Britain's former Prime Minister David Cameron said those campaigning for Brexit in 2016 "left the truth at home," especially over immigration. He refused to rule out a second referendum on EU membership.
The man who took Britain into a June 2016 referendum on European Union membership on Saturday apologized for the uncertainty the result has caused.
In an interview with British newspaper The Times, David Cameron said he was "truly sorry" for the division that had unfolded over the past three years since the Brexit vote.
Taking aim at current Prime Minister Boris Johnson, who led the 'Leave' campaign in favor of renouncing the country's EU membership, Cameron said he had behaved "appallingly."
Johnson and several other politicians in the ruling Conservative Party had "left the truth at home" while campaigning, especially over immigration, he added.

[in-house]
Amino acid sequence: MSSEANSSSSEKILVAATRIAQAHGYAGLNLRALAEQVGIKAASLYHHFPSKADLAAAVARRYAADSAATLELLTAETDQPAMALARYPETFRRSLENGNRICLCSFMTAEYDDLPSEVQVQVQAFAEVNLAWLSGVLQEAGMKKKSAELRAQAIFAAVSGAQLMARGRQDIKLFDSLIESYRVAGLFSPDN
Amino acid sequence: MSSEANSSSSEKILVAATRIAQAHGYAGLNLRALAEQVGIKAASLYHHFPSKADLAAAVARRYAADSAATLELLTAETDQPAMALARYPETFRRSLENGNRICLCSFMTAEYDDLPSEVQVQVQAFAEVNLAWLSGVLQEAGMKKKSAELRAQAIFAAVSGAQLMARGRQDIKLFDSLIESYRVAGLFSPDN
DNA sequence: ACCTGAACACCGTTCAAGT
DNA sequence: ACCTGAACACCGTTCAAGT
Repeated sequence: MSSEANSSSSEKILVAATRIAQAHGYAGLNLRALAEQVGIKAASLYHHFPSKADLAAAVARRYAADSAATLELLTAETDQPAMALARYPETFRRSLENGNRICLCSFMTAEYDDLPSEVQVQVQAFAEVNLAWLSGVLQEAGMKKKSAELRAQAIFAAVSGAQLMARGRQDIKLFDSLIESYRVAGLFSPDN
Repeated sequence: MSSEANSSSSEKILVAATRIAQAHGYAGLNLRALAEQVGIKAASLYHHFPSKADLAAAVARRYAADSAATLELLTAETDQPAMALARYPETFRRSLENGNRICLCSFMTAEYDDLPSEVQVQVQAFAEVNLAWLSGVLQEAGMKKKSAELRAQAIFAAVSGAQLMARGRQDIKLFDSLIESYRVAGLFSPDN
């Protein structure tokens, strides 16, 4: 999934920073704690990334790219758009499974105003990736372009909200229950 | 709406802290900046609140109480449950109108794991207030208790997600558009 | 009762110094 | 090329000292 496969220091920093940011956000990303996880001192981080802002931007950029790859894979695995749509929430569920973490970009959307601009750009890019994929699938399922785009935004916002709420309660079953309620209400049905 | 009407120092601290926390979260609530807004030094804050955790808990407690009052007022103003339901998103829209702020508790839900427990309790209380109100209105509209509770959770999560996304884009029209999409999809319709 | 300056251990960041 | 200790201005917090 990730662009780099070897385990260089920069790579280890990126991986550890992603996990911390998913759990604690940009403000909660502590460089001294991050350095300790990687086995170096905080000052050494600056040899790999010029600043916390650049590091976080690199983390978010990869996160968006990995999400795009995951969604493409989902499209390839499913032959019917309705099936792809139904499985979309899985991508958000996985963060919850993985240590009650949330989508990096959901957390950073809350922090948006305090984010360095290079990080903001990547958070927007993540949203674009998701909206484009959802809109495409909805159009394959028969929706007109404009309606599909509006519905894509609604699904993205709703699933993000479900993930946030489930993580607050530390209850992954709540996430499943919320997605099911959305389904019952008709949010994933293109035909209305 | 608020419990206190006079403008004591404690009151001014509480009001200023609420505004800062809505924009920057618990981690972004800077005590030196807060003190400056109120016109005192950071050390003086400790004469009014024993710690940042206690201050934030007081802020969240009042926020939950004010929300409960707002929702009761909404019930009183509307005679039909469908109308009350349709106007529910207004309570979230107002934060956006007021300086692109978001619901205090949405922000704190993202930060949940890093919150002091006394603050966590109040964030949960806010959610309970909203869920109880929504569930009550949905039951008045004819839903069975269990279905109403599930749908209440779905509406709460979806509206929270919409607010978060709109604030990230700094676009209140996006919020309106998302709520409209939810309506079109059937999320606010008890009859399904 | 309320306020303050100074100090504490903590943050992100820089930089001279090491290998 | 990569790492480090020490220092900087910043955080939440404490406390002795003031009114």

Ahead of the referendum, the 'Leave' campaign played up public fears over migration from other EU countries by suggesting that Turkey — with its population of 76 million — would soon join the bloc and that Britain would be "swamped" with new migrants.
Cameron, who campaigned to remain in the EU and resigned after his defeat, acknowledged that "there are those who will never forgive me" for holding the referendum or failing to deliver the outcome he desired.
"I deeply regret the outcome and accept that my approach failed. The decisions I took contributed to that failure. I failed," he told The Times.
Moving on to the current paralysis in British politics over Brexit, Cameron complained that Johnson's strategy has "morphed" into something "quite different," adding that he didn't support the recent prorogation of Parliament, a no-deal Brexit, and the expulsion of 21 rebel Conservative MPs.